Since not all moisturizers are created equal, what separates the “top-rankers” from the rest are the ingredients they contain. Forget brands and media hypes for now and look for formulas.

  • Emollients – These are lubricating ingredients with three main jobs: thwart water loss, protect your skin and leave it smooth and silky soft. Emollients may have fluid or thick consistency and include fatty acids. The common examples of emollients used in moisturizers are: cocoa butter, evening primrose oil, mango butter and fatty acids.
  • Glycerin – Also called glycerol or glycerine, glycerin is a skin-restoring and replenishing ingredient that is found naturally in skin. It locks in moisture into the skin, making it a wonderful humectant (an ingredient that pulls moisture from the environment and locks it in).
  • Hyaluronic acid – In skin care industry, hyaluronic acid is a superstar. It is often used in lotions, creams, serums and cleansers to maintain a moisture of balance in your skin. Like gycerin, hyaluronic acid is also a humectant. It holds on to moisture, nourishes and plumps up your skin, making it soft and supple.
  • Ceramides – Found in the outer most layer of your skin, ceramides aids in maintaining hydration balance of the skin. It protects it against moisture loss and helps the skin’s barrier keep things in and out.
  • Essential oils – Oils are all the rage right now and for a good reason. They soften the skin surface and provide it with a much-needed moisture. Some of the best oils to look for are jojoba, argan, marula, olive, camellia seed and avocado oil.
  • Oleic acid – It is your skin’s “moisturizing superhero” when conquering dry, thirsty skin. It is a fatty acid that is skin-regenerating and moisturizing.
  • Linoleic acid – This skin-rejuvenating powerhouse and essential beauty nutrient is one of the most important lipids for the skin to maintain its barrier function. It helps treat dry skin by:
    • Keeping your sebum (oil) flowing, which prevents dry skin and comedones (due to blocked pores).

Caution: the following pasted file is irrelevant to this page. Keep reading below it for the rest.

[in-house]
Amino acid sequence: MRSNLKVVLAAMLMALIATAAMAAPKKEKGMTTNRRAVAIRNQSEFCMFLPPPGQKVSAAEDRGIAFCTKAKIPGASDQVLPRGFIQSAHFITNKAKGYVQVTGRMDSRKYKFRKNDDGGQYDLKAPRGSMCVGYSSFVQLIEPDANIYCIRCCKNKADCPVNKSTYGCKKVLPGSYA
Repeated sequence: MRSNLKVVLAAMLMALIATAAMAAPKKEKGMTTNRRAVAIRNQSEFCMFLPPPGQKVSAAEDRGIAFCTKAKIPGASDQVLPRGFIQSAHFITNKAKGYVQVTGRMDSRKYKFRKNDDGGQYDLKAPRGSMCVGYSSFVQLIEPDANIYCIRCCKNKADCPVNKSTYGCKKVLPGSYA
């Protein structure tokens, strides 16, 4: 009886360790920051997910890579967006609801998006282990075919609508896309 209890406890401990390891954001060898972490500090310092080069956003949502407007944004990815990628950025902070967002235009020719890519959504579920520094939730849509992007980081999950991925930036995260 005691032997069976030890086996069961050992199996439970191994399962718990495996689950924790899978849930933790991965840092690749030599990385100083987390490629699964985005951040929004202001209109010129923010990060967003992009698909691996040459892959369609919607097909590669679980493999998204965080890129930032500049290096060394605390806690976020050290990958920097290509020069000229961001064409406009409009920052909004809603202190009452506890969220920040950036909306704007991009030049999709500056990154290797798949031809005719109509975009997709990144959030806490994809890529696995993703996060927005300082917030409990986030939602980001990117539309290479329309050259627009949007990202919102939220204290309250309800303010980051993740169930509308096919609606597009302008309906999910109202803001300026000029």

• Keeping your skin’s barrier function intact.

Antioxidants – These have unique roles when it comes to treating dry skin, which is often the result of frequent and/or prolonged sun exposure. The sun’s damaging UV rays, as well as other environmental aggressors slowly chip away (so it is often unnoticed) your skin’s natural ability to retain moisture. As the damage worsens, it becomes more difficult for your skin to repair itself and regain its smooth, firm and resilient surface. Antioxidants prevent this from happening and work in two ways: protect your skin’s barrier from weakening and defend the skin against the ruthless effects of sun damage and environmental assault.

Petrolatum – It is a type of occlusives that minimizes the amount of water that evaporates through the skin. Occlusive agents form a hydrophobic barrier on your skin to keep water lock in. However, petrolatum is thick and heavy on skin so it’s not recommended for acne-prone skin. While it can seal in moisture, it is also comedogenic or can clog pores.

Sunscreen – Of course, sunscreen is a must-have in your beauty pouch. All the moisturizers in the world can’t protect and save your skin from the havoc of UV rays, even on a cloudy day. During the day, the trick is to look for a daytime moisturizer with sunscreen like Dermaxsol Dermal Defense Moisturizer by Solvaderm. It provides all-day hydration while its broad spectrum SPF 30 protects your skin from the sun. It is quick-absorbing, non-greasy and non-drying, so your skin is left feeling moisturized, smoother and softer.

NOTE: According to research, a combination of ingredients, including glycerin, petrolatum, antioxidants, fatty acids, among many others, are excellent to help replenish skin.

2. Try a medication